Common Interview: What Changes Would You Like to See on 57th Street?

Students Respond to the 57th Street Charrette

By Isaac Stein

The Common Interview is a weekly feature that records the responses of a randomly selected group of undergraduate students to one issue or topic in University campus news. In so doing, The Maroon aims to solicit the thoughts of all students, irrespective of their prominence in campus organizations. Perhaps it is a snapshot of campus sentiment. Perhaps it is an incoherent stream of collective consciousness. Either outcome is worthy in its own right. – Isaac Stein 

Check out the coverage of 57th street development here.

“The public survey proposes mostly cosmetic changes that aren’t going to add much to 57th. What we really need is a bike lane and more bike parking, not lighted kiosks and new banners. Since parking is limited on 57th, enabling bike access would go a long way towards boosting local business. Apart from prioritizing bikers, the funds could also be directed towards supporting cultural events like the 57th Street Art Fair and towards fixing up Bixler Park. We should improve on what we have in terms of public spaces rather than aim for abstract re-branding as suggested by proposals for a street medallion or lighted kiosks,”

– Theresa Yuan ’16

“If the University and community were able to bring in a few more late night players such as a 24-hour pizza joint, a bar, or a late night study cafe, they would likely be able to encourage other businesses on the street such as Noodles Etc. and B’Gabs Goodies to keep their doors open later. This development would begin to cultivate an interesting, safer, and more fun street scene that people living on the street might look out at with interest, making it safer,”

– Saul Levin ’17

“There needs to be better maintenance of street pavement on 57th Street. I grew up in the Midwest, so I completely understand how hard it is to keep up with the horrible things winter does to streets, but 57th (and Woodlawn, too) receive a lot of car and bike traffic that are not well served by poor maintenance. It’s actually a safety hazard in places, especially for students biking home from campus at night who are crept upon by wily potholes. That’s definitely a lighting issue as well, but if you’re not constantly on the lookout for potholes, you can pay better attention to cars and pedestrians,”

– Kara Taylor ’15

“As a resident of Stony Island, I walk up and down 57th Street at least twice a day, every day… In general, there isn’t much to complain about. Sure, there’s the empty Edwardo’s by the Med and the closed book store next to 57th Street Salon, but overall 57th Street makes for a clean, safe, and aesthetically pleasing walk. In fact, even without intervention from the City, I think 57th Street and its businesses will only continue to prosper. I understand why the City wants to promote the street as a “Cultural Commerce Connection”, but there are undoubtedly many more streets in our City that are in greater need of funds, and perhaps we should look to those first,”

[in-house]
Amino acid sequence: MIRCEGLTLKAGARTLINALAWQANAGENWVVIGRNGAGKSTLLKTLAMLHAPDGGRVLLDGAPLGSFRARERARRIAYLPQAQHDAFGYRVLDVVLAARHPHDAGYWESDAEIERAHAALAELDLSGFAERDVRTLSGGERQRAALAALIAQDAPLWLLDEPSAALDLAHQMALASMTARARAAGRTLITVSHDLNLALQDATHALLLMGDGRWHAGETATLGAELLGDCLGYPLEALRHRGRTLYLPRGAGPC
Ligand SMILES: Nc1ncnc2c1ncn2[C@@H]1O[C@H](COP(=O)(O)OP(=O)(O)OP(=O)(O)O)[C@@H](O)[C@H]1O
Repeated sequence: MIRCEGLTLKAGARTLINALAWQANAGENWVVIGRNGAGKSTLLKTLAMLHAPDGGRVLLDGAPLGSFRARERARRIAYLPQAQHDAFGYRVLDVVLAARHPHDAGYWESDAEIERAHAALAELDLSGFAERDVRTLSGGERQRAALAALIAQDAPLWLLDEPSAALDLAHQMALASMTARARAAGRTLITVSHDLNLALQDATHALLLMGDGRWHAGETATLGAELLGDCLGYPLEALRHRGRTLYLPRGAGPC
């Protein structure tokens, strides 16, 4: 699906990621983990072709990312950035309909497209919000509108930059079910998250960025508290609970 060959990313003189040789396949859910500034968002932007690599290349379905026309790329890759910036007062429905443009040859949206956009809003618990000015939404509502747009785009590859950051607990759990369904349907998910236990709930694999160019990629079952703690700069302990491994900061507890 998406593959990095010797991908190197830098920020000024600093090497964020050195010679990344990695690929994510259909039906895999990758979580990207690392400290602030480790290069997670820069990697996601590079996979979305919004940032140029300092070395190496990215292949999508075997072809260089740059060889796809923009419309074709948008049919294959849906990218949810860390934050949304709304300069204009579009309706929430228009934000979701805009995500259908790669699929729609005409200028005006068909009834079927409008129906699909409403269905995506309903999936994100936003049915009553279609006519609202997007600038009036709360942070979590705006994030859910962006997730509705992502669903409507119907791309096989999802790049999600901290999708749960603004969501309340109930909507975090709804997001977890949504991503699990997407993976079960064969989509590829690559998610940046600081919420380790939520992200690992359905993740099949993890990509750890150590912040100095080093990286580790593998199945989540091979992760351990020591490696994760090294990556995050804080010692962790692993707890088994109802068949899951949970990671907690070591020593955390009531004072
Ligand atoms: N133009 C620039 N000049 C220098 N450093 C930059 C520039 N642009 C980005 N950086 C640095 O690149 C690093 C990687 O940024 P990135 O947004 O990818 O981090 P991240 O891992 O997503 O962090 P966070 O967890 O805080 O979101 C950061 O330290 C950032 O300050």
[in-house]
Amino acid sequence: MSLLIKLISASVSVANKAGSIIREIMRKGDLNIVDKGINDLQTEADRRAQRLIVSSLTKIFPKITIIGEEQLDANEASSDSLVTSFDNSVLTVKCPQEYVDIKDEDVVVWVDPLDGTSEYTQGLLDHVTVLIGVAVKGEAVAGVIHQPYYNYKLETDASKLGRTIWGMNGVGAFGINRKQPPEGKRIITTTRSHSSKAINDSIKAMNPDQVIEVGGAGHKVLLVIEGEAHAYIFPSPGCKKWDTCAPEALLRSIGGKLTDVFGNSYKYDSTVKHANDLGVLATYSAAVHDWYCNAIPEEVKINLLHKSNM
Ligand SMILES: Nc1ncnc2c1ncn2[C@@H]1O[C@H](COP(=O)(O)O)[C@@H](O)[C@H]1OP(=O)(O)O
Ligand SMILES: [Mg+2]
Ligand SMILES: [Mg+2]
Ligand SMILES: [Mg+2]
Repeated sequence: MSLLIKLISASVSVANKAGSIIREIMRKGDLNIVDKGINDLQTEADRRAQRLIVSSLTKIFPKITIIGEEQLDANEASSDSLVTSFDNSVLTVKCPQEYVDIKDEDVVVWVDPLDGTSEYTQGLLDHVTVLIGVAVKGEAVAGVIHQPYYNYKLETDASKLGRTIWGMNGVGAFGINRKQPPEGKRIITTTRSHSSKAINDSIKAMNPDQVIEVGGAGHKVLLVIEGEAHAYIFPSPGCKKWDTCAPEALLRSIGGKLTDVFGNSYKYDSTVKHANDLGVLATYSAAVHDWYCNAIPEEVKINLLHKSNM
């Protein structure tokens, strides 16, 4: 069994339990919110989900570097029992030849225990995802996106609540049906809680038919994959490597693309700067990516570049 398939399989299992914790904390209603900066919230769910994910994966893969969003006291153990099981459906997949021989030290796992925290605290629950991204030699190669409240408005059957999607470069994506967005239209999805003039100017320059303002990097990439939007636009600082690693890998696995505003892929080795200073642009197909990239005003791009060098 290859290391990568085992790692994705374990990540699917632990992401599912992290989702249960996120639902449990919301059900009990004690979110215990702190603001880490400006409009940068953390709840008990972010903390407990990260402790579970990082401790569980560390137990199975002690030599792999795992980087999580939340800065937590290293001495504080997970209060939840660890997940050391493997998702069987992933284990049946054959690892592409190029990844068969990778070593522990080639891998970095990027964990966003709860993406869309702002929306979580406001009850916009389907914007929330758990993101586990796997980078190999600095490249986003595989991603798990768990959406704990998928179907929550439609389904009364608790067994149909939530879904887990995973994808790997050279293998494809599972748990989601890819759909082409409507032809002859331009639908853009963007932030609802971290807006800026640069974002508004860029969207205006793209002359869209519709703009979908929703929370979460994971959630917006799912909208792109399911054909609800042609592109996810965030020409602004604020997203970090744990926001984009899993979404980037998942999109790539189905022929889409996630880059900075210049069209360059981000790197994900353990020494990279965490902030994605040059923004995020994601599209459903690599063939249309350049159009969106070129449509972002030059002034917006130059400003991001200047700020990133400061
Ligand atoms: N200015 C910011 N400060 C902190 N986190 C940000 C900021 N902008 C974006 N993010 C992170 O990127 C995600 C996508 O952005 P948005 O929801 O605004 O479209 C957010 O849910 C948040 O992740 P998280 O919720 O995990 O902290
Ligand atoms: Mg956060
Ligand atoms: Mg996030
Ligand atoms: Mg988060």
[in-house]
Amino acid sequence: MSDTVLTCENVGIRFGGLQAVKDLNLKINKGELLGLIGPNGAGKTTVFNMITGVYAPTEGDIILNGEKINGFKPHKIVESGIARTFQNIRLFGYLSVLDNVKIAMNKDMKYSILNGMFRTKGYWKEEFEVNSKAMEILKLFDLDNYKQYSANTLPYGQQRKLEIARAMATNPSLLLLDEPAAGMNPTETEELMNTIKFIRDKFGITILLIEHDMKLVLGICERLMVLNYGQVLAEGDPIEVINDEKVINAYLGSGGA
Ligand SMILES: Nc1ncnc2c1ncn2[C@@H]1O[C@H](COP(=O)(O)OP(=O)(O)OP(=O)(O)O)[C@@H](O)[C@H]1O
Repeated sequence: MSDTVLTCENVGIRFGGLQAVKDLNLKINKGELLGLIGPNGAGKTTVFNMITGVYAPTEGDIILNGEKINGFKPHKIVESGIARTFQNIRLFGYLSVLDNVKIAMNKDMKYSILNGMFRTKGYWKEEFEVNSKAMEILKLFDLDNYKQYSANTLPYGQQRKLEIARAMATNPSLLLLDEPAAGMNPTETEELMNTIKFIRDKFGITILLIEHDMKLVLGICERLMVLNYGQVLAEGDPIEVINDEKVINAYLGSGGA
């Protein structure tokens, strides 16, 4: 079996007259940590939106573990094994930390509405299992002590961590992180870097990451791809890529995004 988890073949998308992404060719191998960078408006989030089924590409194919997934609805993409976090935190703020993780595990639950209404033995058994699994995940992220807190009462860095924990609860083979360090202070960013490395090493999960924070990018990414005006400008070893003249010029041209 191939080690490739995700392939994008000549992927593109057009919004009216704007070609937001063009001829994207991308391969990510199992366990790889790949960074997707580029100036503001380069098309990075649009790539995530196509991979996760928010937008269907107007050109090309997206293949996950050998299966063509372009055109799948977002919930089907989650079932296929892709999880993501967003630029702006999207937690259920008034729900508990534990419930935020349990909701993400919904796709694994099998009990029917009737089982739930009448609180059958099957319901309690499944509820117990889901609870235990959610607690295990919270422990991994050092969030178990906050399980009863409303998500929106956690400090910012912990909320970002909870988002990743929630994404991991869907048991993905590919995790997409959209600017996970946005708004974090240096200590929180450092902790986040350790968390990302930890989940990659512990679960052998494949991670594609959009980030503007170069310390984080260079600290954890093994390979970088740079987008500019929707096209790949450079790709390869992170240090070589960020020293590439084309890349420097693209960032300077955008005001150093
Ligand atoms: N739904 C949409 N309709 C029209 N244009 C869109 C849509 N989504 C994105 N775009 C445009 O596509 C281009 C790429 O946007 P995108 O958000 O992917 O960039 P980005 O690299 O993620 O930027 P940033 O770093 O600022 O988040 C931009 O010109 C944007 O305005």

– Atticus Ballesteros ’17

“It’s important to mark that [57th] is a one-way street west of Stony Island, because the first time I drove through Hyde Park I was confused by the signage near the viaduct (or lack thereof), and went the wrong way through the tunnel without even realizing it. I think getting better signage and more lighting are the most important issues to address immediately, so that the whole street can have a more safe vibe,”

– Lyzz Joyce ’17

“Almost none of the changes [in the Charrette] would improve 57th Street; if anything they would damage it by creating a contrived attraction that crowds out the real spirit and community found there. Especially with the arrival of new restaurants and an arts space in the former O’Gara and Wilson Antiquarian Bookstore, the amenities offered on 57th Street are already improving through private efforts. 57th’s current greatest weakness is how early many of the businesses close… The main issue is the fact that the street shuts down too early, putting up pretty banners and branding the street will not change that. Making sure that people have reasons to be on 57th later than [approximately] 8 p.m. will,”

– Alexander Pizzirani ’16

“I do believe that 57th Street can use some new changes…the community could use more family-friendly attractions that could be generalized over to college students as well. A Chuck E Cheese would certainly satiate this need in the community, as well as my own personal need to be surrounded by animatronic characters at all times. A haunted house wouldn’t be bad either, the kids love the spooks. Preferably, the two new buildings would be joined together at the middle, perhaps to alleviate some construction costs, saving citizens much of their hard-earned money in taxes. [It would also] make Chicago history by being the first ever Chuck E Cheese-haunted house combo extravaganza,”

– Katherine Ordonez ’17